Back to the Dirt

It’s all going that way. The animating idea in cycling, after the mountain bike boom of the ’90s, was a swing back to road riding, road racing, everything on pavement. A certain bike company sold us on skinny tires with the help of the cyclist who must not be named, riders in their droves suddenly experts on the Tour de France.

As a cycling evangelist, I thought we were witnessing the U.S.’s conversion to a Dutch-style pedaling utopia. Of course, once the blood doping controversies of the ’00s ramped up to fever pitch, all of that momentum bled away again, and we needed a new idea.

These “animating ideas” bring new riders to the party, so the end of one idea isn’t a problem. It’s just part of the process.

As a tool for freedom, the bike should never be dogmatic, and cycling ought never be exclusive (although things did get awfully white and suburban during the ’90s). Since then, we’ve been on our way back to the dirt. In fact, the idea of getting off the pavement is so compelling that mountain bike technologies like disc brakes and wider tires have wormed their way into the road market, so that the roadies of the ’90s would hardly recognize the bikes stacking up at the red lights on their way out of town.

We also, thankfully, broke the spell of the weight weenies, and got back to thinking about what makes a bike great, other than a low total weight. Once folks accept that disc brakes were better than rim calipers, they immediately added a full pound to their bikes and realized it wasn’t a real problem. We’ll just glide past the implication that they industry had been lying to them about weight for 30 years.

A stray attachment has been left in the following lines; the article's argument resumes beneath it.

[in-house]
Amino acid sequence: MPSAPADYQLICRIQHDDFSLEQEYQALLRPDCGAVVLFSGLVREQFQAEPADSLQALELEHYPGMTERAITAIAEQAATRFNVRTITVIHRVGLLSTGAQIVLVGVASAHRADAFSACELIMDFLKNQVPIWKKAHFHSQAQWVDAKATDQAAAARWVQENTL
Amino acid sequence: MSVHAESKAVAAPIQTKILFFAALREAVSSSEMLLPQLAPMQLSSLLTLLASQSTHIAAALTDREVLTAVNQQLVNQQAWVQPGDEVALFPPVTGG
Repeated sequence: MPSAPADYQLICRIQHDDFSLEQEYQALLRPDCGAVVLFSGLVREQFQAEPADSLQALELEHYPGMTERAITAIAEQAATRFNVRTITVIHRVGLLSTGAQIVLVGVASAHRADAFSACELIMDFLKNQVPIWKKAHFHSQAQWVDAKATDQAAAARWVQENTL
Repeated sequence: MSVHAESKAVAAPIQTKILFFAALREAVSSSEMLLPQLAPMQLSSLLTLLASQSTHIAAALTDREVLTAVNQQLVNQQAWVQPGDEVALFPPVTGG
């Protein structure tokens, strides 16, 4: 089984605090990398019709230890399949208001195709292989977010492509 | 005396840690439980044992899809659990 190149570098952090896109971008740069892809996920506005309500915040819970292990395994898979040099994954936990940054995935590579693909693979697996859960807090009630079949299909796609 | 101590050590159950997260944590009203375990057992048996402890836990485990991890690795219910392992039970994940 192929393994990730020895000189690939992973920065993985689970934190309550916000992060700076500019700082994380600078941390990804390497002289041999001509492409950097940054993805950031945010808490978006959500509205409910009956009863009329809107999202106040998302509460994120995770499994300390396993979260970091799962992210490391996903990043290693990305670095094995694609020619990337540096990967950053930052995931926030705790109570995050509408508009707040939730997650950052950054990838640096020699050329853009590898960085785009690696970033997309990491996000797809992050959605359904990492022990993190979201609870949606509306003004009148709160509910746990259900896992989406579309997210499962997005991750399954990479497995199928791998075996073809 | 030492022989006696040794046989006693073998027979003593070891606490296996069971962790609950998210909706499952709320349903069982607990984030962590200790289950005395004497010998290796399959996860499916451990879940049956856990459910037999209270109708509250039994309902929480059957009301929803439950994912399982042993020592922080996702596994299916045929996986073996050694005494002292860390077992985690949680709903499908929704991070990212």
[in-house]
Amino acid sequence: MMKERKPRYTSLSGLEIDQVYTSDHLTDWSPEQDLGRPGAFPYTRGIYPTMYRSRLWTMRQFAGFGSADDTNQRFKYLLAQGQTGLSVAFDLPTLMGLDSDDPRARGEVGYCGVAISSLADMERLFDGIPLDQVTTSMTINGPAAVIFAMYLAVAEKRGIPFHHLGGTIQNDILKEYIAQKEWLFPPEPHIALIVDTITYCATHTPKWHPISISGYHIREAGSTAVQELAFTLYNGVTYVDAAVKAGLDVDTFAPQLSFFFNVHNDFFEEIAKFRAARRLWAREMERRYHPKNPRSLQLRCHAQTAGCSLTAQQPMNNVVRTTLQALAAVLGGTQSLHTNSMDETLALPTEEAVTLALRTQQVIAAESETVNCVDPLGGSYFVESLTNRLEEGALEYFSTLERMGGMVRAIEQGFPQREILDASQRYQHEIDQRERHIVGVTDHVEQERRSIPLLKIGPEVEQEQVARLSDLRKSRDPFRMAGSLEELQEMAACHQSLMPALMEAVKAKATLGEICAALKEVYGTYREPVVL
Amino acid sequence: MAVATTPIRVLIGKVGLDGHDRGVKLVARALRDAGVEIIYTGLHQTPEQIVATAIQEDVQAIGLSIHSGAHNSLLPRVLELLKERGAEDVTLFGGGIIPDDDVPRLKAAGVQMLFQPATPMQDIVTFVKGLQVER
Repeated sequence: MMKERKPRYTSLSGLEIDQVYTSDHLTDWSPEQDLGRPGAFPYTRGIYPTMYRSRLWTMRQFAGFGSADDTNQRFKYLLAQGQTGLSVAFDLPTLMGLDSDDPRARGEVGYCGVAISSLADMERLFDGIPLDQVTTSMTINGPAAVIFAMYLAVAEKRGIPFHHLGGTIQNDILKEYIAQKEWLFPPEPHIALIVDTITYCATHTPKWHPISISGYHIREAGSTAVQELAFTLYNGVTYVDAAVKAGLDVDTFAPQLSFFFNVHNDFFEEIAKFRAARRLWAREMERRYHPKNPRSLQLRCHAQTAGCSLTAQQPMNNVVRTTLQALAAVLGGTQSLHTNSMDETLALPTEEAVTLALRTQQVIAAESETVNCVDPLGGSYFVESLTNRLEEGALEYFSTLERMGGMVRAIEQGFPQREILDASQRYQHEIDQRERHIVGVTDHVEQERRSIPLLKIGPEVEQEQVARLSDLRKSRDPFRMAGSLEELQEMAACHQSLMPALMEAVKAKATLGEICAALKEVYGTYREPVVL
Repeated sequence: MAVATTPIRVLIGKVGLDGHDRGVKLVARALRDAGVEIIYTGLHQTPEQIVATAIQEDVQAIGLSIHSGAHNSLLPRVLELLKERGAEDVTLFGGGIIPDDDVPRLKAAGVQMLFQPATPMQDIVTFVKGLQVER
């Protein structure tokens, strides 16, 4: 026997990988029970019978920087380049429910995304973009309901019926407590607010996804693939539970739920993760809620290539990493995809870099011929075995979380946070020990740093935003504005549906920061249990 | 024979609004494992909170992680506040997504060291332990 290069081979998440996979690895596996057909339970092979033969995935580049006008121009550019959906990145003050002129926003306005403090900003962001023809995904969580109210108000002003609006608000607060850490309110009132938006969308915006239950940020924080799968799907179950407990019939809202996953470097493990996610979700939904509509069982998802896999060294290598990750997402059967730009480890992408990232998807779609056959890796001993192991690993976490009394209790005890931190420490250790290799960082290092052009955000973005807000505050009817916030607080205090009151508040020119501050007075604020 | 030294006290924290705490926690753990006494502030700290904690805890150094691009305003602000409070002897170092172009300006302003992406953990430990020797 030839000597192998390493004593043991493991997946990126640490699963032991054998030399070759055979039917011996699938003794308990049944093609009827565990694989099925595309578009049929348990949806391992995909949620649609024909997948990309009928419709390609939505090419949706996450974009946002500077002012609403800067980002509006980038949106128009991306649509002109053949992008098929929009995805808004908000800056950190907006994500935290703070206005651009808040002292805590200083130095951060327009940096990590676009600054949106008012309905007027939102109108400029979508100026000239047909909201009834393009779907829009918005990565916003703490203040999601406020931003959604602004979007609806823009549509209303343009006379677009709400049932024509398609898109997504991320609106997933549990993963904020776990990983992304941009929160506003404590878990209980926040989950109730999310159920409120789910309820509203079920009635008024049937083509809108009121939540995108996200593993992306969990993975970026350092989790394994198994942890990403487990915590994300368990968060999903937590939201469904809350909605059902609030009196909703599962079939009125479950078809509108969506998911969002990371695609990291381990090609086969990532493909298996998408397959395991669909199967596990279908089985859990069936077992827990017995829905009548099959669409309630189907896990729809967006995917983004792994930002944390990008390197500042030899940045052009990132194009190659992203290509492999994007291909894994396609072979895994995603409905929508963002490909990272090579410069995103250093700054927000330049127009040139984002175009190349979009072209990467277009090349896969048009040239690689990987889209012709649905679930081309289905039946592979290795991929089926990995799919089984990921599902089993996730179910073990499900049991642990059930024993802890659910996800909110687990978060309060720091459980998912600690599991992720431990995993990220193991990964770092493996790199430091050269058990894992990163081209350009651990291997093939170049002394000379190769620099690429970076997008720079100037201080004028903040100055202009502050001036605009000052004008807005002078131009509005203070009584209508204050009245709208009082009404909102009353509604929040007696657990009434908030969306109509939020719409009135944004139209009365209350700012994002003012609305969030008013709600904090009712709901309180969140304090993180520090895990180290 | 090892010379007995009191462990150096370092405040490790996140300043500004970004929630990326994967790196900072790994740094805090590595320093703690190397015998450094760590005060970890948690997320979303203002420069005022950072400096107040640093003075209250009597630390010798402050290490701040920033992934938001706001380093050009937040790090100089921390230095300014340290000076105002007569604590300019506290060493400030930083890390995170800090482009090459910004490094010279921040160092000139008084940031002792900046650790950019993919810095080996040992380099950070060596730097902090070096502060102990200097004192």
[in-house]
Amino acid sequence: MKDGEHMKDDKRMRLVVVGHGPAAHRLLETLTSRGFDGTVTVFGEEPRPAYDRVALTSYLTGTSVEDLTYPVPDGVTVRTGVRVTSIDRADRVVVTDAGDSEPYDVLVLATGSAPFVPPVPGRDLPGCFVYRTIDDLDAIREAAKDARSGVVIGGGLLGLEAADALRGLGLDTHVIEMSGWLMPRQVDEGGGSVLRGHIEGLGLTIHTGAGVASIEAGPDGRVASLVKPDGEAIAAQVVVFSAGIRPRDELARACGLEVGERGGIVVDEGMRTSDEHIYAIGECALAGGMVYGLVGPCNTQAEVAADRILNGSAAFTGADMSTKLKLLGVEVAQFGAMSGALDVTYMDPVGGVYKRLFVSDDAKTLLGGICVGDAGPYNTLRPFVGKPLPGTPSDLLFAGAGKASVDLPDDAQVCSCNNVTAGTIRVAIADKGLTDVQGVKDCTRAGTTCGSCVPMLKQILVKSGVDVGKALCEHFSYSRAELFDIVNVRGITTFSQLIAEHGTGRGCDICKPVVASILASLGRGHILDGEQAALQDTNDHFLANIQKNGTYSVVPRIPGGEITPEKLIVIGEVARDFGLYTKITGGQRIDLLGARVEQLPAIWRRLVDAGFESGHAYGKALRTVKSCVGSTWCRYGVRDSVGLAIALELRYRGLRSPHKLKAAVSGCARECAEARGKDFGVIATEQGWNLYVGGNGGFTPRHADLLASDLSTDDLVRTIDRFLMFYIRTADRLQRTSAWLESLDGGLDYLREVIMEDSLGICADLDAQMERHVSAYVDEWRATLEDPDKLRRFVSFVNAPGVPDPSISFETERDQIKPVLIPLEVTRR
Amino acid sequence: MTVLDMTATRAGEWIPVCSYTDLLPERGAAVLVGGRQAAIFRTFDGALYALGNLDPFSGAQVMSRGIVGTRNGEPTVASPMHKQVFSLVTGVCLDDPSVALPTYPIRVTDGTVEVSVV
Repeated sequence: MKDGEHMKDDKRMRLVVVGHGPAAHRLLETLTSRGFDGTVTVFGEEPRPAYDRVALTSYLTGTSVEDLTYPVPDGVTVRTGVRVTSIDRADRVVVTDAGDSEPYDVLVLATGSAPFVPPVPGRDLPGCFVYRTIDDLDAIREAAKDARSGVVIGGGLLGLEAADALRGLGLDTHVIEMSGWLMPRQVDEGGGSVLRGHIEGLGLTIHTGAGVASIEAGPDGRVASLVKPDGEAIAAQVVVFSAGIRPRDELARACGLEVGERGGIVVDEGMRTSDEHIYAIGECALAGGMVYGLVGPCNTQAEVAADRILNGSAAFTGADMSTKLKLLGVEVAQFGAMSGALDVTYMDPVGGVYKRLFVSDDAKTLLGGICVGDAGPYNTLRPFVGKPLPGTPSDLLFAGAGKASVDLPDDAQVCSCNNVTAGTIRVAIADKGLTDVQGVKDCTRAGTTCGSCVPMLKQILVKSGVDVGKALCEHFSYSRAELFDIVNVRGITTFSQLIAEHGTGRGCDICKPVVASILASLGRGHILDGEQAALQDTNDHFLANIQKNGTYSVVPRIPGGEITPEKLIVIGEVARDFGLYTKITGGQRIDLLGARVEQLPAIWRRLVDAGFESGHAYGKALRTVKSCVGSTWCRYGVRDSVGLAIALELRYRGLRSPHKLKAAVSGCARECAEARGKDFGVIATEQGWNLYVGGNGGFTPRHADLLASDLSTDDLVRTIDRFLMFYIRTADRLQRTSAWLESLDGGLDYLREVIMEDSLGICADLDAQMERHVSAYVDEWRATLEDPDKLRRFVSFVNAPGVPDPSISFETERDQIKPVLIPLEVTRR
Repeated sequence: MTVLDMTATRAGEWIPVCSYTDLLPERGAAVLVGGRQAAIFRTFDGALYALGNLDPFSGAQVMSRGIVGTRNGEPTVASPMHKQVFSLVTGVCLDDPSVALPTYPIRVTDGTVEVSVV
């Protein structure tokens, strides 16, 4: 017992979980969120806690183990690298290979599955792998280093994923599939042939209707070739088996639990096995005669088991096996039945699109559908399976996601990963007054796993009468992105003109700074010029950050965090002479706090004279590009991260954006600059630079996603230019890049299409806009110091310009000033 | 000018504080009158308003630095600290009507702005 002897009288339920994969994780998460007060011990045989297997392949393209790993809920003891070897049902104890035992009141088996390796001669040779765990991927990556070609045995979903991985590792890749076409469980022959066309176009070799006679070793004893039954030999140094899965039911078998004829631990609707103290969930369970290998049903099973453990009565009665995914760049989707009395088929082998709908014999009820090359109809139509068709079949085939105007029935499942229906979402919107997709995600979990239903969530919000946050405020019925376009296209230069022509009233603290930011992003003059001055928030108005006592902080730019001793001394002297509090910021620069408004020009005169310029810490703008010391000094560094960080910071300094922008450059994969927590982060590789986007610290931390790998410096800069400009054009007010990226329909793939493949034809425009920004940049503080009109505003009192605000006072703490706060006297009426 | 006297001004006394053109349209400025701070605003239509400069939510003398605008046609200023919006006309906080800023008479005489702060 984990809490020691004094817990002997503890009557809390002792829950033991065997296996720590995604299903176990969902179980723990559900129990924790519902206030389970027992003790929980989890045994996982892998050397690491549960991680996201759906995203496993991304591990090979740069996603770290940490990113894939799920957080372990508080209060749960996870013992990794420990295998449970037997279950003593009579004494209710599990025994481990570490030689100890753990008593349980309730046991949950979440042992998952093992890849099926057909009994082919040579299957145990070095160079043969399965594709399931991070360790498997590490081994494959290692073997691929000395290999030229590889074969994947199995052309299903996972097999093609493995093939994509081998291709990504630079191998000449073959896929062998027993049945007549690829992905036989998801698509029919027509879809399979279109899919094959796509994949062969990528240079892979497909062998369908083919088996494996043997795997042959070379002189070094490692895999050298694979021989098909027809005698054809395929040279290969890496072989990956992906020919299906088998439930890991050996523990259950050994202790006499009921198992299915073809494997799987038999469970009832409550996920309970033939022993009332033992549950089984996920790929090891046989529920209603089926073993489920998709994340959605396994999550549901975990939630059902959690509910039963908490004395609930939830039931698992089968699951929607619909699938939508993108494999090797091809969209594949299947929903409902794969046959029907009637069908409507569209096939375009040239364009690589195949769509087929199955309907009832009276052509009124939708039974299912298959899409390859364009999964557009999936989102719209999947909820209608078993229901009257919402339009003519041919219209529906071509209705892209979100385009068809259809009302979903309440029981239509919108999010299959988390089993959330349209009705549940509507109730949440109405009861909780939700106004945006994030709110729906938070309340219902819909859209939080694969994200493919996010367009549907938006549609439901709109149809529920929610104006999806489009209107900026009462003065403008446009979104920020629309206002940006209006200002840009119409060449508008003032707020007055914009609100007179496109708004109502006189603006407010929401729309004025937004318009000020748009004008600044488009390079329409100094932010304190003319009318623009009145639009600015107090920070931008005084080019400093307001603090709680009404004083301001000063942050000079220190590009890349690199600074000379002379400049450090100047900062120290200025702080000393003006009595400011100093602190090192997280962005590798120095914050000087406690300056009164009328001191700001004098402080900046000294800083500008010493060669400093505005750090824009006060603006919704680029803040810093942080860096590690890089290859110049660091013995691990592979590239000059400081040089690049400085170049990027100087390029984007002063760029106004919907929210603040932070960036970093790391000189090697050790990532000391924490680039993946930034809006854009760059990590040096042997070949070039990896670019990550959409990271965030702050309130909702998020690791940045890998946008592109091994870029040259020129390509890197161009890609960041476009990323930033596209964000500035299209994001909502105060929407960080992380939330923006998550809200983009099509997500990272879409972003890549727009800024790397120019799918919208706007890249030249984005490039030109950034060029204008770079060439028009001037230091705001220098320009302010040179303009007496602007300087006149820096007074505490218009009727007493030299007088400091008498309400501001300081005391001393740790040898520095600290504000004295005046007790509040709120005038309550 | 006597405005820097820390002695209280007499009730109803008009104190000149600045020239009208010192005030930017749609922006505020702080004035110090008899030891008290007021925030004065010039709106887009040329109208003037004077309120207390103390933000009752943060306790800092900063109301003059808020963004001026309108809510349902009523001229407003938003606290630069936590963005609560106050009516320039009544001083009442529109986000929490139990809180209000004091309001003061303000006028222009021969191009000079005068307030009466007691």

It seems very odd to me that the key to unlocking this whole trend has been the “gravel” bike. First of all, gravel describes a very, very small amount of the surfaces these bikes are ridden on. They’re dirt bikes. They’re unpavement bikes. They’re not-road bikes, although the magic trick they perform is, wait for it, you can also ride them on roads, and that’s probably, despite the misnomer, what’s most compelling about gravel bikes. They’re versatile. They give riders MORE freedom than either a road bike or a mountain bike, and honor the fact that few people are either very serious roadies or very serious mountain bikers.

We’re all hobbyists. Some people build ships inside glass bottles. Some knit sweaters. We pedal around in circles. It’s ok. It doesn’t mean you don’t look cool in your leotard and your tap shoes (don’t think about that too much).

I’ve talked to hundreds of people buying their first gravel or mountain bike in the last five years. They gave me two reasons for wanting to take their cycling in that direction. First, they were just so tired of dealing with cars. Even as America’s drivers came to accept cyclists more generally, the distracted driving of people on cellphones made the whole enterprise more stressful than any hobby should be. Second, they wanted to be able to ride in more places, on more surfaces. It’s funny how many of them felt it important to tell me they would still mostly be riding pavement, but just wanted to maybe try, just a little bit, to ride on unpaved bike trails and dirt roads.

I didn’t tell them that a road bike would still do those things. I made a living selling bikes, and anyway, a gravel bike is much more fun to ride on dirt than a skinny tired road bike. I like helping people find the woods. No one ever called me to say it didn’t work out for them.

People love the freedom cycling gives them. Getting back to the dirt is just an expression of that idea that recognizes how riders don’t feel free on roads they have to share with cars.

Join the conversation
  1. TominAlbany says

    I love having the outdoors right outside my door!

  2. khal spencer says

    Did we need “gravel bikes” when we already had cyclecross bikes? Don’t ask me; I just bought a gravel bike to go with my cross bike. Did I need to? Probably not, but I’ll never admit that to my wife. After all, the proper number of bicycles one needs is n+1, where n is the number you have now.

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